This happened about three minutes ago. I was on the couch when I heard the garage door opening beneath me.
One Kiddo is out at her friend’s house; she’s not due back yet, so I figured it can’t be her. I also thought I heard a car motor, so my Patient Husband perhaps? But again, it’s the middle of the day. Bomb threat at his building? Was he ill?
But when no one came up the stairs, I went down to see who had come in. Instead I found the garage empty, the garage door down but the light on. That light meant the door had just been active; it had gone down instead of up.
My minivan sat in its spot, and one of the doors was open.
A really noisy fly circled me endlessly.
I thought, “This would be the great opening for a horror novel!” The stillness. The mysterious door-opening. The buzzing fly in orbit around my head. The sliding door of the minivan, inexplicably open. And above all, that eerie stilless of a garage with nobody in it. Well, nobody except me.
It’s a good thing I don’t spook easily. I shut the minivan door (Kiddo3 had gone down earlier to find something in the car, and it’s a revelation to him that doors shut) and then returned upstairs to find my knitting bag where Kiddo4 and Kiddo3 were playing. I checked in the bag, and sure enough, there’s the remote, right next to a ball of yarn. So it’s easy to reconstruct: one of the kids leaned on the bag, put down the door Kiddo2 left up when she went to her friend’s house, and so on.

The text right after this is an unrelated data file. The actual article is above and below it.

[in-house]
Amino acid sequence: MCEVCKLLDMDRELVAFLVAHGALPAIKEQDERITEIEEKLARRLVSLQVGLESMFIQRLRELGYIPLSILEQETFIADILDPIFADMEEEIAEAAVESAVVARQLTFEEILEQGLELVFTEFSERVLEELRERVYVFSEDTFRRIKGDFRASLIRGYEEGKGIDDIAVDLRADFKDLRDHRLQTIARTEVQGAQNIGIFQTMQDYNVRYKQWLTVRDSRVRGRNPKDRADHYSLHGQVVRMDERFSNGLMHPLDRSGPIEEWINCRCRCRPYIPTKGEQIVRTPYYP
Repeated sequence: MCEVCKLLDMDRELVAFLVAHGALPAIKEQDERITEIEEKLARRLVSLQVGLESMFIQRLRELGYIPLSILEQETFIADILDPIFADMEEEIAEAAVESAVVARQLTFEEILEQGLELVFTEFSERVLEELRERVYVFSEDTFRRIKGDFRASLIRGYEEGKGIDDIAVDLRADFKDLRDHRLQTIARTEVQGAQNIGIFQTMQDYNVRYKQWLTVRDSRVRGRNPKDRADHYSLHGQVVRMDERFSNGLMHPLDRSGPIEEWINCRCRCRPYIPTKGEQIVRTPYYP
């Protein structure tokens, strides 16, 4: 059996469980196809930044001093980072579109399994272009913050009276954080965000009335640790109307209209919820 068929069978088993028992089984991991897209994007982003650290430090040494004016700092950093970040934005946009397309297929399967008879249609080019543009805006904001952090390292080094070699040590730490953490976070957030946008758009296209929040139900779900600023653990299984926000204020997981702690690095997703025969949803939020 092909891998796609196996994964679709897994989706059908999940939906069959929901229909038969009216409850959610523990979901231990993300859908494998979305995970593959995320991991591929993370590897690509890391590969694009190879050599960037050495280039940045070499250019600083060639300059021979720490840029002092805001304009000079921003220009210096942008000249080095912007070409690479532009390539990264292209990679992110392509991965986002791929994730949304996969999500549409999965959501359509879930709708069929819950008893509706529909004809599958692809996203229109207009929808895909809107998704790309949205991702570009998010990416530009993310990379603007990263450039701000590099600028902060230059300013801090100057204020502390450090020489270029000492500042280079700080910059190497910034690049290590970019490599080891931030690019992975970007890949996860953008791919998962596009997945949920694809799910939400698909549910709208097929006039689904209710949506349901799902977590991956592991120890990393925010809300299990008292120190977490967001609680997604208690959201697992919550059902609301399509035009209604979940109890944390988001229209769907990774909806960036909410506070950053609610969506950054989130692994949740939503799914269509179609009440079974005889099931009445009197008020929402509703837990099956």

But really, it’s not about facts; it’s about mood. It’s about the assumptions you carry with you when you head into the basement and find nothing as you expected, or rather, no people where you expected people to be.
Keep that in mind when you start your horror novel. And let me know if you call it The Half-Open Door.